by Michael Richardson
When the Trump administration announced in September 2017 that the Deferred Action for Childhood Arrivals (DACA) program was ending, it sent a substantial jolt across the U.S. labor market. Surveys show that the overwhelming majority of DACA recipients are employed, and many play a key role in filling middle skill positions in the American economy. Estimates suggest that ending DACA will cause a loss of $460 billion to the national GDP over the next decade.
Since its inception in 2012, the DACA program has provided nearly 800,000 young immigrants with temporary protection from deportation and 2-year renewable work permits. To obtain DACA, individuals had to meet a range of requirements, including having a high-school diploma or equivalent, or being enrolled in school.
Many DACA recipients have gone beyond these baseline educational requirements to earn middle-skill credentials. (NSC highlighted the important role of Dreamers in meeting the demand for middle-skill workers in a recent fact sheet on the topic.)
Spotlight: One Dreamer’s Story
One such individual is Ivan (left picture), who was born in Quito, Ecuador. His parents decided early on in his life that they wanted to pursue better opportunities to provide for their family and decided to journey to the United States. When Ivan was eleven years old he joined his mother and father in New York – his parents had moved earlier to get things settled – to begin his new life.
Ivan attended school for a time, but left before graduation and began looking for a stable job and income. Without having authorization to work, he was only able to find odd jobs in restaurants, welding and construction. He earned very low wages, sometimes even below minimum wage. Ivan thought often about pursuing his education and even going to college, but because of his immigration status, he couldn’t apply for loans or scholarships, and wasn’t able to afford tuition on his own. This left him discouraged and unsure about his future.
Once DACA was introduced, Ivan’s life dramatically changed for the better and he immediately began to think about the possibilities of furthering his education and a stable career. While working on his high school equivalency diploma, he heard about DACA on the news and after speaking with his professor, he saw this as an opportune time to apply and soon received DACA status. Through his odd jobs, he had developed a passion for construction work, and dreamed of someday owning a construction and home design company. He decided that the best way to achieving his dream was to finish his high school equivalency diploma and pursue a postsecondary degree.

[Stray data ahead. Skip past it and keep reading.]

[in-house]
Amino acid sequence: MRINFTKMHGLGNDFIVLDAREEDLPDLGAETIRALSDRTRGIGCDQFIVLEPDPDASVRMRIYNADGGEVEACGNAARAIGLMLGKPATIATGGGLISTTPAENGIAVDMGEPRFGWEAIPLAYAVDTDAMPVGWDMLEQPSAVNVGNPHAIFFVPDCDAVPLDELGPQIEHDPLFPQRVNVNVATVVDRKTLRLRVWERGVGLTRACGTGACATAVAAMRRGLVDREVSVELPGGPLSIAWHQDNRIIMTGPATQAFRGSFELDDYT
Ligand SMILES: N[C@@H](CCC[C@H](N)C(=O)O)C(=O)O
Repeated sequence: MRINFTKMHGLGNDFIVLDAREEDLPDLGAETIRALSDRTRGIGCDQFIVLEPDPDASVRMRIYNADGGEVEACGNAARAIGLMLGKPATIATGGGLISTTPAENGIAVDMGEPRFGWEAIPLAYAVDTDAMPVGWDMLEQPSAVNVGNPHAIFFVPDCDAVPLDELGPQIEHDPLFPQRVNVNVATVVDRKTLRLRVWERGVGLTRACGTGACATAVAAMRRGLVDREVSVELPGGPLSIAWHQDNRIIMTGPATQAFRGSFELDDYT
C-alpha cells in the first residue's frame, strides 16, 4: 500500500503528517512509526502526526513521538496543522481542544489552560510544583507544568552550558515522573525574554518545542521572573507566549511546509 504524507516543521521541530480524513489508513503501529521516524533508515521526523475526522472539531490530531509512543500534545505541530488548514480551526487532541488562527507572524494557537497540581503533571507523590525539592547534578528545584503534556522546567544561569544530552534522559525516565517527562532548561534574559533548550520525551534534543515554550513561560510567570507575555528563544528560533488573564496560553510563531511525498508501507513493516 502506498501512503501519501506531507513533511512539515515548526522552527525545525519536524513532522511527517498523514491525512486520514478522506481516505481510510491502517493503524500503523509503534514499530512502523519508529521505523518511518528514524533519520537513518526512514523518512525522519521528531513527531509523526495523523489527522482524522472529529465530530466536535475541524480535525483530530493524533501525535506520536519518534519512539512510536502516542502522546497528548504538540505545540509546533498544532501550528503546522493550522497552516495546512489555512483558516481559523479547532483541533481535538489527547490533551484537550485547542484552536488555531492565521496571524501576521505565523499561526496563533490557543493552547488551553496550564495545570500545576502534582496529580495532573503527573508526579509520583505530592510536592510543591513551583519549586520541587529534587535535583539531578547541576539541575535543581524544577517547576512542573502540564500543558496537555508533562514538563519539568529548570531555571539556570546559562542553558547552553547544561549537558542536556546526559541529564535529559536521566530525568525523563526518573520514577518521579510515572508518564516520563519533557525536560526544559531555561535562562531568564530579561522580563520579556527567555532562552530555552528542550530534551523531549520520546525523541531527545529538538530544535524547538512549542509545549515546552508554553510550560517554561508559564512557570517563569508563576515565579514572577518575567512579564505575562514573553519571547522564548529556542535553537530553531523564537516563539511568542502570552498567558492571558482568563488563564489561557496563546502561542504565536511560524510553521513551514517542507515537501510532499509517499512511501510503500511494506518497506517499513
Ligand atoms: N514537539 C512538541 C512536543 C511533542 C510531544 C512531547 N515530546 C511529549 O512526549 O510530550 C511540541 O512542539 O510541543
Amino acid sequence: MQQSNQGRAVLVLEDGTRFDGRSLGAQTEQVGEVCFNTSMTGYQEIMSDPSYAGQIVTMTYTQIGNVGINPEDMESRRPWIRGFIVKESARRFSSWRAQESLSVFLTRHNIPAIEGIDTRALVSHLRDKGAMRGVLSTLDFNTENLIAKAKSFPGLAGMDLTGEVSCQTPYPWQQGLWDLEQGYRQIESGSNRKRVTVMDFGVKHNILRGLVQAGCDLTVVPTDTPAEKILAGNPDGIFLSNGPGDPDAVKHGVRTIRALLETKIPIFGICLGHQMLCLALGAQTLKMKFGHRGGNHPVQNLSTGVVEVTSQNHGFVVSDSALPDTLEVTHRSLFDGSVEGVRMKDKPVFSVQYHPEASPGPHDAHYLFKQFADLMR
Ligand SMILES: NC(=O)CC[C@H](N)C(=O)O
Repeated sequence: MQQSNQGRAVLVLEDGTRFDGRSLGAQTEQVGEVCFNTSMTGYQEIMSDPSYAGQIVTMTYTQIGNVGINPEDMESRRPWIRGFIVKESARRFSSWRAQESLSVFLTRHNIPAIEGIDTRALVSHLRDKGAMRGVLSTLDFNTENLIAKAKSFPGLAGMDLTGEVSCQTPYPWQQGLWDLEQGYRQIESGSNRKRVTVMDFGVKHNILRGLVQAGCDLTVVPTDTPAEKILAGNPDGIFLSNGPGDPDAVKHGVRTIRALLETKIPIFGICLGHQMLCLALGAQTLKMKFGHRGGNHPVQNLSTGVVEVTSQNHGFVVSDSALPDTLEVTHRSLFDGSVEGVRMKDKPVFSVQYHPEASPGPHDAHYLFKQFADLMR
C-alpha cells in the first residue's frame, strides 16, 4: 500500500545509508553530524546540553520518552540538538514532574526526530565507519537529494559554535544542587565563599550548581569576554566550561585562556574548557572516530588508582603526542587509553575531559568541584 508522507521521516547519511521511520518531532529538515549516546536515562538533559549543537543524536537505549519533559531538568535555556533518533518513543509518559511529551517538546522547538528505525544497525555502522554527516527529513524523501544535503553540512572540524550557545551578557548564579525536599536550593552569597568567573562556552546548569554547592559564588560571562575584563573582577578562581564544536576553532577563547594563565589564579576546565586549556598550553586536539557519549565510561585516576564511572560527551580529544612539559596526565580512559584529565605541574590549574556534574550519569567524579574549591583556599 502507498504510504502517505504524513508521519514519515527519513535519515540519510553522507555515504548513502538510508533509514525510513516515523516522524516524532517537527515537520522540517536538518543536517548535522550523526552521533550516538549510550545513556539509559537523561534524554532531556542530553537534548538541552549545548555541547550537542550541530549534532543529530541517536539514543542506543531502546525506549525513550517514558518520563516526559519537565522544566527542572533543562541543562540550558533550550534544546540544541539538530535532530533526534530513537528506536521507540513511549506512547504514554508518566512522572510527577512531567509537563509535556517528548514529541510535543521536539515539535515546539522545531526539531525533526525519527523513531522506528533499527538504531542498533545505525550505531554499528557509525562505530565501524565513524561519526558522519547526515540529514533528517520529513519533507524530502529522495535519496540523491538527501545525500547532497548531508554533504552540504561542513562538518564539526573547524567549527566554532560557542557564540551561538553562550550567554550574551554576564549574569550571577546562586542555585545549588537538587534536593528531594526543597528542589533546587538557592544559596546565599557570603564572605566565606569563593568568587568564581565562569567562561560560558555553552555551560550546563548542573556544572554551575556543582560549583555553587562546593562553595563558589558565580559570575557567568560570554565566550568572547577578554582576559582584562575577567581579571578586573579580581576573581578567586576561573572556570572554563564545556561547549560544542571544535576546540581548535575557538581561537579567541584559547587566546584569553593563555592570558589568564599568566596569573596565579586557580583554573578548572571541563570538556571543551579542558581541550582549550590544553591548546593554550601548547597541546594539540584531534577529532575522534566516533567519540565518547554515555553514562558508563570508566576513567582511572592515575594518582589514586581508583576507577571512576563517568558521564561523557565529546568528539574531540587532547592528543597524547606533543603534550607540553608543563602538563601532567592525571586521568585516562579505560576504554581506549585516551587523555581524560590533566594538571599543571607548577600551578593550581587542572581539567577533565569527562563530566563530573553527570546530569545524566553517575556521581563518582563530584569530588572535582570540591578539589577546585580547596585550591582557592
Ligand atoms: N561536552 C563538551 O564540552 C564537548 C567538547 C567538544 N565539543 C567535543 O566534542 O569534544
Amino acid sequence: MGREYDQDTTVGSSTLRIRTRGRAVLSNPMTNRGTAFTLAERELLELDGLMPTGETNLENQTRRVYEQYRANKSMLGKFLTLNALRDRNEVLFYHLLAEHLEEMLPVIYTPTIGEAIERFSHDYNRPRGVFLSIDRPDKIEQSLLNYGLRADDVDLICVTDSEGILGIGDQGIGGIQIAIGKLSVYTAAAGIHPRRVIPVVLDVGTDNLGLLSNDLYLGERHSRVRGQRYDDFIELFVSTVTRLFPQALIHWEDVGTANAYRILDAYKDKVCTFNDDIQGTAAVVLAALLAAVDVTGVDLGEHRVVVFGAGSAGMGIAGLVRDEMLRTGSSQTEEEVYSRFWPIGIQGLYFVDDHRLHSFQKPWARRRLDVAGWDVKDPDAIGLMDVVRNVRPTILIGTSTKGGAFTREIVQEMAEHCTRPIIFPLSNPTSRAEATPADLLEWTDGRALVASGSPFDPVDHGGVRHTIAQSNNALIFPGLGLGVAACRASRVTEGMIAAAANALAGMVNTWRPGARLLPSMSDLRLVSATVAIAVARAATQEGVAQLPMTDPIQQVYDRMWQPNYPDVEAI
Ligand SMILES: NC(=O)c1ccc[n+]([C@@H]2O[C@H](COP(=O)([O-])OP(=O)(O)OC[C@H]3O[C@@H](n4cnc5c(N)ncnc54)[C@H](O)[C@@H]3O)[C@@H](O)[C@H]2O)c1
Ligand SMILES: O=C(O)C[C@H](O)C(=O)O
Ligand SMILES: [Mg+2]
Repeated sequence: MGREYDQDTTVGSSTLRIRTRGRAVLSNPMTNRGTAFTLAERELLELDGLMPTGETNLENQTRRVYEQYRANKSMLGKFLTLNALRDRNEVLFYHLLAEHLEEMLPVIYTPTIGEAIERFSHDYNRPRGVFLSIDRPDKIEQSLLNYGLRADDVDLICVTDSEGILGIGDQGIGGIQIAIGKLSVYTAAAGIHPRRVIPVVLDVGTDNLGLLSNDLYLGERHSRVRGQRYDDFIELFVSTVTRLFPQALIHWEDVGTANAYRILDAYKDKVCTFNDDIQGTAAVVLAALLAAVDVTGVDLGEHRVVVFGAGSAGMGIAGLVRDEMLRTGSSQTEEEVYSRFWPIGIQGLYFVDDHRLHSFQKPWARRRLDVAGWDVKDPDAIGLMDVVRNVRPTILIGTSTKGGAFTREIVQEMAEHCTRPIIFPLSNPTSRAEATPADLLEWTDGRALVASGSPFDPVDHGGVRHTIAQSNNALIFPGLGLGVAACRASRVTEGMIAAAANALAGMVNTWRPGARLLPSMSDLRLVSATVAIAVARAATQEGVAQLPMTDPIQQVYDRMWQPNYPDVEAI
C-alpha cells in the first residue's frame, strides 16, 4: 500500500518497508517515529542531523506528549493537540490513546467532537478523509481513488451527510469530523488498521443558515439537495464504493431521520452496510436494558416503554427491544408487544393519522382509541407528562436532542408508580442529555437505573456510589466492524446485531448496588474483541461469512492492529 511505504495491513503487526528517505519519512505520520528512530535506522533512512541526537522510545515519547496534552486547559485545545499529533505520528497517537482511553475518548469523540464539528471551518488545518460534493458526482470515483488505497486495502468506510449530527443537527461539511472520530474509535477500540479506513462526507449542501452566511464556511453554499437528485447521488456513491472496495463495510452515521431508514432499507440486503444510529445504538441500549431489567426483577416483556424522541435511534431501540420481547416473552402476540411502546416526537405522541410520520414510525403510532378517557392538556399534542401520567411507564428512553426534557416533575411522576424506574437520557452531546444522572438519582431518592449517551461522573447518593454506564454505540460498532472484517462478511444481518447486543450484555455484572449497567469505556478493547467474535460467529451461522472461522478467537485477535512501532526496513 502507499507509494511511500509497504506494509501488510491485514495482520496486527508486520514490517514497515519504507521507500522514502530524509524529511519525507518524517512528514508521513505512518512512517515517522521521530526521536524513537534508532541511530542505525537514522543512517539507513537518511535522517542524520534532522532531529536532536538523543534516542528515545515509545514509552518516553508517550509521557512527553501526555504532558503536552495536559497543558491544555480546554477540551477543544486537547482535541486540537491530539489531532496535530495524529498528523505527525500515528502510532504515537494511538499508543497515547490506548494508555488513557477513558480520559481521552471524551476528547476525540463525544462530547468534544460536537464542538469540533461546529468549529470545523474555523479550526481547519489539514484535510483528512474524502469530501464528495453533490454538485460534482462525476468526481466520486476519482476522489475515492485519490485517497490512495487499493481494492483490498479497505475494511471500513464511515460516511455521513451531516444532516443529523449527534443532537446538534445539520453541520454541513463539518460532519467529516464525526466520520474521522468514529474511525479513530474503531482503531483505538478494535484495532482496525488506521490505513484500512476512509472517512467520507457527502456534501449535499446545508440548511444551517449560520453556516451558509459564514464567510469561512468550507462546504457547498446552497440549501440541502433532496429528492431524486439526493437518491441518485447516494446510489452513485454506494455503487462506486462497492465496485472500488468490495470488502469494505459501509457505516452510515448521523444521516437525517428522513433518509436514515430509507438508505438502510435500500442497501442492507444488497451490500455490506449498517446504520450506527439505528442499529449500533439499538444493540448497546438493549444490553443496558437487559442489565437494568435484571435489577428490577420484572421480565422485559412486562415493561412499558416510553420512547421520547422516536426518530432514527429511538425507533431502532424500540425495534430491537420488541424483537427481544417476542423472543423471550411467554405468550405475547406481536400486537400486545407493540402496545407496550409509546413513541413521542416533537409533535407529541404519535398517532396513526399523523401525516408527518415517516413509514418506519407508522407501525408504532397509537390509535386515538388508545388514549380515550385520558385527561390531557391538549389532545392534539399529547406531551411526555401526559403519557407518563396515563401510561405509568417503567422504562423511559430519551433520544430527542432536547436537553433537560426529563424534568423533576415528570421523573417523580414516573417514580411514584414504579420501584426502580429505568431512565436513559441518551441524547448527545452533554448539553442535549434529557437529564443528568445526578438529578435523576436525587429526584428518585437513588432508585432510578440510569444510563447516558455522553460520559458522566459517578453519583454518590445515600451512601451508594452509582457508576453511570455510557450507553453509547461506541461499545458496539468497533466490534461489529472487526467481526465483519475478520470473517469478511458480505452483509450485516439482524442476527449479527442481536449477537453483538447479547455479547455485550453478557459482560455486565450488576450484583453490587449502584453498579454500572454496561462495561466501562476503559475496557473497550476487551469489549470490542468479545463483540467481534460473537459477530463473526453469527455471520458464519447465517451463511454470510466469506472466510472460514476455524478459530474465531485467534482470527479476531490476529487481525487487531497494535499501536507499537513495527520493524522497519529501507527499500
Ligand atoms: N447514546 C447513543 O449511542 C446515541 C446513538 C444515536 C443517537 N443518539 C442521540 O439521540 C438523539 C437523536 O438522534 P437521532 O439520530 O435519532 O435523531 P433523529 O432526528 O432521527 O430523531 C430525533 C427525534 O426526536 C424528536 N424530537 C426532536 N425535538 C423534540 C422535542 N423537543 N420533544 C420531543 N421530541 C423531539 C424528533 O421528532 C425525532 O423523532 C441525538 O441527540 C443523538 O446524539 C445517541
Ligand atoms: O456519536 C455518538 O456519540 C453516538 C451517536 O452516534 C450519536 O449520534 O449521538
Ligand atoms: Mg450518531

After finishing his secondary diploma, Ivan decided to attend La Guardia Community College in New York, where he is now working to obtain an associate of arts degree in social science and humanities. Upon graduating, he plans to transfer to the Fashion Institute of Technology for a degree in interior design and will continue to pursue his dream of owning his own company. Because of DACA and the opportunities it allowed him in furthering his education, Ivan has been confident about what’s in store for his career.
Now that the DACA program is ending, Ivan is not sure of what the future holds. He knows that without DACA, his work permit will eventually expire and that this will have a tremendously negative impact on his life and his education and career goals.
Ivan’s investment in pursuing his education and preparing for a career has been substantial. In a recent interview, he spoke about his own and other immigrants’ commitment to the United States, saying: “We are paying taxes and adding to this country. We are just trying to work and be a part of this society.”
What’s Next for Dreamers Like Ivan?
As more and more young people begin to lose their DACA status, pressure is growing for Congressional action. Estimates suggest that approximately 120 individuals a day are losing status, with that number expected to increase to more than 900 beginning in March 2018.
Several bills have been introduced that would provide a path to citizenship for DACA recipients. Foremost among them is the bipartisan DREAM Act of 2017, introduced by Senators Lindsey Graham (R-SC) and Dick Durbin (D-IL). As NSC noted when the bill was introduced last July, the bill reflects current labor-market demand by including a pathway to citizenship for Dreamers like Ivan who earn middle-skill credentials.
Congress should act quickly to address Dreamers’ situation by passing legislation that provides a pathway to citizenship that is inclusive of middle-skill credentials. Enacting the DREAM Act will not only ensure that hundreds of thousands of young people are able to contribute to their highest and best abilities, but also that American employers can continue to rely on the talented and dedicated workers who are already playing much needed roles in their companies.
Michael Richardson is a Policy Analyst for National Skill Coalition